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Architect of Olympia Farmers Market was victim in West Bay vehicle crash

Mort James III, shown here in 2003, was a retired Olympia architect and a former president of the West Bay Drive Neighborhood Association. He and his wife, Alice, died last week when their SUV went over an embankment on West Bay Drive and flipped over.
Mort James III, shown here in 2003, was a retired Olympia architect and a former president of the West Bay Drive Neighborhood Association. He and his wife, Alice, died last week when their SUV went over an embankment on West Bay Drive and flipped over. Olympian file photo

Morton James III, a prolific South Sound architect who designed the Olympia Farmers Market, died along with his wife, Alice James, last week when their SUV crashed on West Bay Drive.

James’s designs will live on throughout Thurston County: in countless homes, in projects such as the west portion of Percival Landing, at the Griffin and Black Lake fire departments, at the state Parks and Recreation Headquarters in Tumwater, and office buildings such as Smyth Landing.

“He really was Olympia’s iconic architect,” said Janet Jansen, who was once a partner in James’s architectural firm.

Jansen told The Olympian that James would talk about the Olympia Farmers Market as “a very community-based project,” since the Port, the city, and the market were all involved.

The coordination of the three entities took some time, Janet said, but “in the end, he was very proud of that.” He thought it was “such a key asset to the city,” Jansen said, and that the location at the end of Capitol Way was “very fitting for that.”

Born in Seattle, James attended high school in Tacoma, then went to the University of Puget Sound before graduating from the University of Washington with a degree in architecture in 1968, according to The Olympian archives.

While a college student, he got a job working for Robert Olson, who designed South Sound Center in Lacey. There, James was paid $1.25 per hour to do office tasks. He opened his own business in 1975 and grew it by designing small office buildings before moving on to residential and civic projects.

Olympia architect Ron Thomas told The Olympian “growing his firm” was never a passion for James, whom Thomas called “a voice of stability” in the community for almost half a century.

“He was more concerned about design, his clients, work — that’s what fueled him,” Thomas said in an interview last week.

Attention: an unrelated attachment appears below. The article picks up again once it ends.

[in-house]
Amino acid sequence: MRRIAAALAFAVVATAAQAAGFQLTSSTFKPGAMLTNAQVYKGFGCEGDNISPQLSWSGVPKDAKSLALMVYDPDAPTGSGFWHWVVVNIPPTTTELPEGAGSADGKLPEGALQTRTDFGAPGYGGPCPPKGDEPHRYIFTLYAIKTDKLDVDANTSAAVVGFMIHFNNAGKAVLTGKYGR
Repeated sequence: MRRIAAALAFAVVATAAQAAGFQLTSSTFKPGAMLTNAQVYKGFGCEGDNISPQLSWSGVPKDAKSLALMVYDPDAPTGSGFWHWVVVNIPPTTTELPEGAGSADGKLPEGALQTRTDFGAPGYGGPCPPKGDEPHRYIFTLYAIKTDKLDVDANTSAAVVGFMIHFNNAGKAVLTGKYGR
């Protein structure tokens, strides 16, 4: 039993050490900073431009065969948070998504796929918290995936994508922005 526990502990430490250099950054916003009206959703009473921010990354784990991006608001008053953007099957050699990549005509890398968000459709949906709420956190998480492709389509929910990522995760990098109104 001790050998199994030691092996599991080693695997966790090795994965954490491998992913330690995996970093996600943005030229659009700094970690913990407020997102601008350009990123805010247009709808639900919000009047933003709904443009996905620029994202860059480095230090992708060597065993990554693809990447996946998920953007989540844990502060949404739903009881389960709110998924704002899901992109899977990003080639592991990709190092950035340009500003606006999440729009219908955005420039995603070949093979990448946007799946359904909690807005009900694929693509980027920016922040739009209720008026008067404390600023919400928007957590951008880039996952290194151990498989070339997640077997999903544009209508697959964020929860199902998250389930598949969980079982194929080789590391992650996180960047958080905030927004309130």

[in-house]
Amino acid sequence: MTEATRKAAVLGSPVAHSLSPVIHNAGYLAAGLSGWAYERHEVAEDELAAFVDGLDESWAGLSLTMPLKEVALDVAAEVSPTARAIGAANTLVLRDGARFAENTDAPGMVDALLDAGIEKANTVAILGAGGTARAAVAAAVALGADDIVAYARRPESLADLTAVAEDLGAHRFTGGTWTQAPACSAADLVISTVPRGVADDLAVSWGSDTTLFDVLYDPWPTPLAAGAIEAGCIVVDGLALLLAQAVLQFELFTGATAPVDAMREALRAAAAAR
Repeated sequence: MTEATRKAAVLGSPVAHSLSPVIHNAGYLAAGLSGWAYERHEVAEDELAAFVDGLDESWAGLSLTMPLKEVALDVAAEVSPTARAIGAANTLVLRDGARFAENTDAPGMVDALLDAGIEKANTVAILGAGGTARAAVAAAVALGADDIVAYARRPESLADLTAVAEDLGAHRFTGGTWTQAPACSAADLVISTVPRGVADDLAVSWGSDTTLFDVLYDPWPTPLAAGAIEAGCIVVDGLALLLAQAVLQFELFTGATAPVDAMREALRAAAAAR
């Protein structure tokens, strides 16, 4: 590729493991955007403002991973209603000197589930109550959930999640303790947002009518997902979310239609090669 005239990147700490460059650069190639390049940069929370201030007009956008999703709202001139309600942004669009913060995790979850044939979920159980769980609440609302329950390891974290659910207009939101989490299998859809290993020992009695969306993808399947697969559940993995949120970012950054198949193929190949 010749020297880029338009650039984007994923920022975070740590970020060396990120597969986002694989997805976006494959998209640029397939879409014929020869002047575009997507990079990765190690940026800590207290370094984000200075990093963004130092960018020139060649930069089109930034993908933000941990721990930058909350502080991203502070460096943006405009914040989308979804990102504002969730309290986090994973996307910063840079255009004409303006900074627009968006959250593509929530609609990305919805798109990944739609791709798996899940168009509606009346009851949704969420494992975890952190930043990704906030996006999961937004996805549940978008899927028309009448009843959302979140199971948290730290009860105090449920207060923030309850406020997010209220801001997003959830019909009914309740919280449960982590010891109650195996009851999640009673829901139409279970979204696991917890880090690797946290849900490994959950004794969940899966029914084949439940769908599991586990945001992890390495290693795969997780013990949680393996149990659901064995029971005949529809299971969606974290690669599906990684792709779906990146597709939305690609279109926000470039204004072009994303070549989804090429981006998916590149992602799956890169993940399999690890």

Thomas said he trained under James, as many other local architects have, almost 40 years ago.

“His legacy is going to be one, yes, as an architect — but also as somebody who just gave so generously of his talents as an architect to better our community,” Thomas said.

As an example, Thomas said James donated his time to design the lighthouse outside the Hands On Children’s Museum in Olympia.

In 2009, James received the Charles T. Pearson Community Service Award from Southwest Washington Chapter of the American Institute of Architects — the first time the honor had been awarded to an Olympia architect. James was still going to meetings of the AIA chapter into his 70s, Thomas said.

Friends of James make clear that his contributions to the community extended beyond architecture: He was a commodore of the Olympia Yacht Club, the president of the West Bay Drive Neighborhood Association, an avid sailor who had recently taken up wood carving, and more.

He had kept a running lunch date with a group of friends every Friday for the past 30 years at Budd Bay Cafe, said Jill Floberg, James’s sailing buddy since the early 1970s.

Talk to one friend or client, and that one will point you to three other friends who will have more to say about Mort James. They’ll also call focus to the legacy of Alice James, who was an active force in the community in her own right: She was a nurse who they say rose up the ranks at Providence St. Peter Hospital in Olympia and later worked at the state Department of Health.

The Jameses lived in a tall, red structure of Mort’s design on West Bay Drive that also housed his architecture firm. It boasted an indoor hot tub, orchid hot house, expansive views, and a Koi pond, according to a 2004 article in The Olympian devoted to the home.

In his office, Jansen told The Olympian, is a collection of seed pods from different plants — a collection that reflects a concept underlying his body of work.

Mort James did not want to design “flowers,” Jansen explained. “When you design a flower, it blooms but then it’s short-lived.”

James instead aimed to design projects to withstand the test of time. He felt the seed pod, Jansen said, is “the true structure of the plant,” without extra, unnecessary elements. That the pods are “elegant examples of form following function.”

Friends confirmed a memorial in honor of Mort and Alice James is being planned, likely for January, though no date has been set.

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